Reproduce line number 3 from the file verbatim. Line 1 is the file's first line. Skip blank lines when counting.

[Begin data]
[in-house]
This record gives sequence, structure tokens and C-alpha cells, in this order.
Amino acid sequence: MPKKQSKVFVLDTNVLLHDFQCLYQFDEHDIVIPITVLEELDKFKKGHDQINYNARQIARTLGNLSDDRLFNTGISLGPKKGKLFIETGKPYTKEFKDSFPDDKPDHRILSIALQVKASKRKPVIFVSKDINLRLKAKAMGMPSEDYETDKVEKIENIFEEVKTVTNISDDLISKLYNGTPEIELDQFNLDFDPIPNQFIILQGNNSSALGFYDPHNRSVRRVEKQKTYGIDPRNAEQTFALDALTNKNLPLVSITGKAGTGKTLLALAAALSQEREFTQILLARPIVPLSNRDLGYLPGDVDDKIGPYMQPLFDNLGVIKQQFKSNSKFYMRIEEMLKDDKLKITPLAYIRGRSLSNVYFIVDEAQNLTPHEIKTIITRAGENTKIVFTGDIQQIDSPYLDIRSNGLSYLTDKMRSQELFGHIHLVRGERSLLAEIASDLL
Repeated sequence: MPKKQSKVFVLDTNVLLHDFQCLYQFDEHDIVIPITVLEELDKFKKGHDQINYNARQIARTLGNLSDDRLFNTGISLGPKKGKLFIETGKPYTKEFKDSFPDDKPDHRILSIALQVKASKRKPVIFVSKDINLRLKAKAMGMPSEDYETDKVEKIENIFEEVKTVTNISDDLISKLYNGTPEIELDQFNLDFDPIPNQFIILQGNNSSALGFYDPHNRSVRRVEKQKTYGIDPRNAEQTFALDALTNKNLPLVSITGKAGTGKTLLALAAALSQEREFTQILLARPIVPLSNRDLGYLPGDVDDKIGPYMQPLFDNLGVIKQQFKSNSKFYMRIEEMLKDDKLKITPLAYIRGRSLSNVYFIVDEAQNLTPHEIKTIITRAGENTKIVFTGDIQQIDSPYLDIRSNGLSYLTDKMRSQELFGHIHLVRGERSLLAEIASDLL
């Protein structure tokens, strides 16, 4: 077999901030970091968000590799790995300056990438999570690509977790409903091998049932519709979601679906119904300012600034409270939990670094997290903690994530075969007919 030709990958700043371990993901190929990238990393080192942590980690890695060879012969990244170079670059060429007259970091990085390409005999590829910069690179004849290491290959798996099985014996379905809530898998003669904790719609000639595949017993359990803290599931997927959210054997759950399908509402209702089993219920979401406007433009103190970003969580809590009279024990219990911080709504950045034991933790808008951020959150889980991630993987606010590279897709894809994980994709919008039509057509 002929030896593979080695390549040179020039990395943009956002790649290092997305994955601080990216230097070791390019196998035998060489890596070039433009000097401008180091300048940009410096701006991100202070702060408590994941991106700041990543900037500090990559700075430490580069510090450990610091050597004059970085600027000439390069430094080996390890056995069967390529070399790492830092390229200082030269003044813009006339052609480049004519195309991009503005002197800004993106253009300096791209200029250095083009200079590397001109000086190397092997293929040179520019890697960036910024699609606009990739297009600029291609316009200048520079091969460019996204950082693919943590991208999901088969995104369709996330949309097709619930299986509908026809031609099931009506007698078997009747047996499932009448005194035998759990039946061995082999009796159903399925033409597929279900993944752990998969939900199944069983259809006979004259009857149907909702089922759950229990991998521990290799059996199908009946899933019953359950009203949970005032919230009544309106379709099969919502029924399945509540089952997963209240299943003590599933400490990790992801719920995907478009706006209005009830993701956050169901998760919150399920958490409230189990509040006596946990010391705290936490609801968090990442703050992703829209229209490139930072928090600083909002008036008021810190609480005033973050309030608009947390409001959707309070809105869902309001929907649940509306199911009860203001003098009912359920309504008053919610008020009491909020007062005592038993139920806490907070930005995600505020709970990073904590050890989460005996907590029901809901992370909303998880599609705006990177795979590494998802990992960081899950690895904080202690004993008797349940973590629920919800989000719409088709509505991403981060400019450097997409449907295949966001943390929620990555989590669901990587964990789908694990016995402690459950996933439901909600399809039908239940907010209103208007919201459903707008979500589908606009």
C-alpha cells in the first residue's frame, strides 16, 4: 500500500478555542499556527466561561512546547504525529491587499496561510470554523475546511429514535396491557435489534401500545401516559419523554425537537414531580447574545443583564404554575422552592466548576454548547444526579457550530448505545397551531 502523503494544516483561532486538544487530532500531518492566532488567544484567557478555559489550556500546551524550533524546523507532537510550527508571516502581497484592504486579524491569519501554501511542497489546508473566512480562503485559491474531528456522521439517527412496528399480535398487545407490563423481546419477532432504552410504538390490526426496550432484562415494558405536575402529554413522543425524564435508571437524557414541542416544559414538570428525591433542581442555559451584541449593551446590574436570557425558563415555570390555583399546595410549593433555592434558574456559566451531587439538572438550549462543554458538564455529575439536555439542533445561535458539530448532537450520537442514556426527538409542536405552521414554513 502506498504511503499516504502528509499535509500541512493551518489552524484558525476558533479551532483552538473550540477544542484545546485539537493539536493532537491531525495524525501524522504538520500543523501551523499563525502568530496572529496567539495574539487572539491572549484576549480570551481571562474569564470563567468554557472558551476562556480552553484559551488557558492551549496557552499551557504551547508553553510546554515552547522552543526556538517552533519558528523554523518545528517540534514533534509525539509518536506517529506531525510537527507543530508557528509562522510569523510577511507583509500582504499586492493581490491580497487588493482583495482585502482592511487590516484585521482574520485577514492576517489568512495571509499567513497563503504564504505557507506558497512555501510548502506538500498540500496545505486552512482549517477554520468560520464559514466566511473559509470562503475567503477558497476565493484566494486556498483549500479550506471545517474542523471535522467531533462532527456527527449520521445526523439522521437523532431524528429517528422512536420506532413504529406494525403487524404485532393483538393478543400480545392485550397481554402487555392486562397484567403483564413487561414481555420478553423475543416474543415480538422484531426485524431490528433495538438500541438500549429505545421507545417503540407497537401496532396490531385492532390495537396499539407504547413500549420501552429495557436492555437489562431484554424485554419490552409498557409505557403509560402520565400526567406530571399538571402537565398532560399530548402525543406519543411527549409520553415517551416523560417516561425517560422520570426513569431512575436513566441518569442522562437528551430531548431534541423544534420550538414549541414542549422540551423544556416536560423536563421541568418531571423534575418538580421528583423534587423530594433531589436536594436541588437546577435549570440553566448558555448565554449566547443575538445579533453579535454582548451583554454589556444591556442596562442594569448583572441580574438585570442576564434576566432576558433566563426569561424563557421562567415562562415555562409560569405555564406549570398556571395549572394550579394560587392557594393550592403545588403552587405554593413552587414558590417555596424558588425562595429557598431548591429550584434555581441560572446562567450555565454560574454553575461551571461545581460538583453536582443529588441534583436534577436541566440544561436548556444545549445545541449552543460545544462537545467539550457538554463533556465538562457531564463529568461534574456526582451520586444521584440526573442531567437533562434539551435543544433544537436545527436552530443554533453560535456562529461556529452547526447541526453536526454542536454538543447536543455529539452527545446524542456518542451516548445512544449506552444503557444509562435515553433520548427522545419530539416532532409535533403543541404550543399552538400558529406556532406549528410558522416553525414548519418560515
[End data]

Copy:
Amino acid sequence: MPKKQSKVFVLDTNVLLHDFQCLYQFDEHDIVIPITVLEELDKFKKGHDQINYNARQIARTLGNLSDDRLFNTGISLGPKKGKLFIETGKPYTKEFKDSFPDDKPDHRILSIALQVKASKRKPVIFVSKDINLRLKAKAMGMPSEDYETDKVEKIENIFEEVKTVTNISDDLISKLYNGTPEIELDQFNLDFDPIPNQFIILQGNNSSALGFYDPHNRSVRRVEKQKTYGIDPRNAEQTFALDALTNKNLPLVSITGKAGTGKTLLALAAALSQEREFTQILLARPIVPLSNRDLGYLPGDVDDKIGPYMQPLFDNLGVIKQQFKSNSKFYMRIEEMLKDDKLKITPLAYIRGRSLSNVYFIVDEAQNLTPHEIKTIITRAGENTKIVFTGDIQQIDSPYLDIRSNGLSYLTDKMRSQELFGHIHLVRGERSLLAEIASDLL